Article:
Lat-Lon today announced it is completing deliveries of its GPS tracking and security monitoring systems for toxic inhalation hazard (TIH) shippers. The department of homeland security is requiring shippers of TIH chemicals to implement systems and be operational by the end of the year.

Lat-Lon’s GPS system can provide real-time location reports as well as alert shippers that the tank car has entered or exited a high treat urban area (HTUA). The system monitors security and the condition of the tank car with an onboard camera which can capture visual evidence of the railcar. Pictures are captured when the hatch is opened or if an impact beyond a certain threshold is reached.

The information provides increased security and safety by allowing the customer to act on a visual picture. For example, in the case of chlorine derailment, knowledge of the cars orientation could be valuable to first responders.

If the car is being tampered with, then visual evidence will show the unauthorized intruders. Images can be taken during the day as well as night. The camera has infrared capability and can capture a photo in complete darkness without intruders knowing that a picture was taken.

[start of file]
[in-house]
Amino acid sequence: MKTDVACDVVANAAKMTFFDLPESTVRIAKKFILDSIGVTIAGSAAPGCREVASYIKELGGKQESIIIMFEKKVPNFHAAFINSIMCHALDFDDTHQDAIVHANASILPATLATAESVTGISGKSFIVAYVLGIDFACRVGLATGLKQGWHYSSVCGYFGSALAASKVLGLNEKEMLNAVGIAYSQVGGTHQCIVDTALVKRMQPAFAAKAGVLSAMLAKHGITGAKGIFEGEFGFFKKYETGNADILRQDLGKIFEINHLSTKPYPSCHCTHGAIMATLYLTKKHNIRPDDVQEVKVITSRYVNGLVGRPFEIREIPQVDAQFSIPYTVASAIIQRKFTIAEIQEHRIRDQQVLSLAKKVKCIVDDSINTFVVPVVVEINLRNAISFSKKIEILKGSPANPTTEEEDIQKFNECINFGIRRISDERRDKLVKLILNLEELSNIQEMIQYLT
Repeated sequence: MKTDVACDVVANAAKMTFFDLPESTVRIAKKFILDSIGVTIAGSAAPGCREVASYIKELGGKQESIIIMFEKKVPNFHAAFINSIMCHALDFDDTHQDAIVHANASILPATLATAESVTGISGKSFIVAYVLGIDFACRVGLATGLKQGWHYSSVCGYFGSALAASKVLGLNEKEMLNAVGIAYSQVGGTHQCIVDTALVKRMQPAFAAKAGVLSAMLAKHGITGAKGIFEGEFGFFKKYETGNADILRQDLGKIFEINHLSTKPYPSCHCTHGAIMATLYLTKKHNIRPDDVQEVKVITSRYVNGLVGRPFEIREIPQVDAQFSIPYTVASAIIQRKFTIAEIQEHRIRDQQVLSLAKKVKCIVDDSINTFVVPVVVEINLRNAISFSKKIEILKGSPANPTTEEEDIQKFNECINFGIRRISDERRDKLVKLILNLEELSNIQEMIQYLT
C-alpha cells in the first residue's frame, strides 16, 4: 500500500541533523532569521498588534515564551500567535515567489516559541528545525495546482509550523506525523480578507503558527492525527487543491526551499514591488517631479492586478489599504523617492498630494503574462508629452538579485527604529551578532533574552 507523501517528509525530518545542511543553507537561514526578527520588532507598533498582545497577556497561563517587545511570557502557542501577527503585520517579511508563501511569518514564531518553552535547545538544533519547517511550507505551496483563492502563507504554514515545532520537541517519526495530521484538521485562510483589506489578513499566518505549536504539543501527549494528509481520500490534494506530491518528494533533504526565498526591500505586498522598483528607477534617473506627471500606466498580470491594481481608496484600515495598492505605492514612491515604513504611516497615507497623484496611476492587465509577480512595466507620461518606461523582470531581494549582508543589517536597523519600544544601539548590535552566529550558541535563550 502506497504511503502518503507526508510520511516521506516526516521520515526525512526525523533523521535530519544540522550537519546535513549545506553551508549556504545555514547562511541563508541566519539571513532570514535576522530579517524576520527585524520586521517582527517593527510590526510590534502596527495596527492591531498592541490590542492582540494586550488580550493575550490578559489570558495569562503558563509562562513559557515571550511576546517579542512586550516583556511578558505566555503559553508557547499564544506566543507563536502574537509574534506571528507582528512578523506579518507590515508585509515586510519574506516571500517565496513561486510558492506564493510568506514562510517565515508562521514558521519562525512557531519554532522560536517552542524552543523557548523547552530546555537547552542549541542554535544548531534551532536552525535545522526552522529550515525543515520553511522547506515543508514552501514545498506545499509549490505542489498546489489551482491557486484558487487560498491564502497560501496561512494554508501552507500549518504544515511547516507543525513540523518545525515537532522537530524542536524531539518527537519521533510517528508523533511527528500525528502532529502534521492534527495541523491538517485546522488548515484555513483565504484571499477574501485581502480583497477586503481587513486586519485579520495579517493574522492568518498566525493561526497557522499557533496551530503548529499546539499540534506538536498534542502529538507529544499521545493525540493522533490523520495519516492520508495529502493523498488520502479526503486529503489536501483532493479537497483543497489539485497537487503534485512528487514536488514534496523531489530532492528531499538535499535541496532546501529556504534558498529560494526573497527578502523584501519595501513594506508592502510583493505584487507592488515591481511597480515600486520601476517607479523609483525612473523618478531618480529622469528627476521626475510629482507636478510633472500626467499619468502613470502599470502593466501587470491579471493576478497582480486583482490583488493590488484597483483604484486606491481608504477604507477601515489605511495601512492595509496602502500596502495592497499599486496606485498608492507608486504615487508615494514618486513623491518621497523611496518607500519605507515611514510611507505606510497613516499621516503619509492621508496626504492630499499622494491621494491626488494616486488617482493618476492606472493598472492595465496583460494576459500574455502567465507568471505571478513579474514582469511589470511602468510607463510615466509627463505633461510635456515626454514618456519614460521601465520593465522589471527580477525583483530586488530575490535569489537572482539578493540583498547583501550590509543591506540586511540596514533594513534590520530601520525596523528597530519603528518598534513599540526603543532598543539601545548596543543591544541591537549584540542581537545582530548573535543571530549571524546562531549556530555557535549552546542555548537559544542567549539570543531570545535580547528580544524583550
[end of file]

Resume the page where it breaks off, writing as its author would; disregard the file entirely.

To date, over 1,500 Lat-Lon GPS tracking and camera units have been produced to increase security on TIH tank cars for the leading chemical producers. Dave Baker, president of Lat-Lon said, “Lat-Lon is returning visual oversight to the freight train–which was lost when the caboose was eliminated. It is like having a caboose trailing each railcar.”

The unit is powered by the sun and has a backup rechargeable battery that provides the required power through the night. Lat-Lon’s patented power system extends the life of batteries so that they do not need to be replaced like other systems.

Lat-Lon’s growing customer base of 232 customers can login to the website to get reports, maps and photos. Pictures, maps, and data can also be viewed from the Lat-Lon mobile website. HTUA geofences are identified on reports, maps, and alarms.